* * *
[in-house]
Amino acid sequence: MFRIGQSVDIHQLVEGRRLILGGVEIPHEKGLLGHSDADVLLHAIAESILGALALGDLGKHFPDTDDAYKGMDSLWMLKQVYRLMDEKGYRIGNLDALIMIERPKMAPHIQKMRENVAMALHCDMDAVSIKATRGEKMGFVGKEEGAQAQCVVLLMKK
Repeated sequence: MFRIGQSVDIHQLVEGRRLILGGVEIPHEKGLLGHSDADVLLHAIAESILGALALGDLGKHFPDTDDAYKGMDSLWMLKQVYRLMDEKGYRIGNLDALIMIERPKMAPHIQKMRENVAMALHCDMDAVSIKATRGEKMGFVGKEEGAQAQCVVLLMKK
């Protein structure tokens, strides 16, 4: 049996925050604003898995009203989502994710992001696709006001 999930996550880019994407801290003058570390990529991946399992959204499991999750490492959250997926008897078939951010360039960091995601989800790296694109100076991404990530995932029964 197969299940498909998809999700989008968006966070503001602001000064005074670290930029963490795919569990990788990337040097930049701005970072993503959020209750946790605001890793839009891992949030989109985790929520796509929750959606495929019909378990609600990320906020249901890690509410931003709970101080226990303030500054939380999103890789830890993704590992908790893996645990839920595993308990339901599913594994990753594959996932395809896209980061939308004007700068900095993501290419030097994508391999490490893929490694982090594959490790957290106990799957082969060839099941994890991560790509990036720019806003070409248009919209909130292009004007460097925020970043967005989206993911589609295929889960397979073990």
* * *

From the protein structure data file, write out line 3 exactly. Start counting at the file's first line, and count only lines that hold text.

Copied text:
Repeated sequence: MFRIGQSVDIHQLVEGRRLILGGVEIPHEKGLLGHSDADVLLHAIAESILGALALGDLGKHFPDTDDAYKGMDSLWMLKQVYRLMDEKGYRIGNLDALIMIERPKMAPHIQKMRENVAMALHCDMDAVSIKATRGEKMGFVGKEEGAQAQCVVLLMKK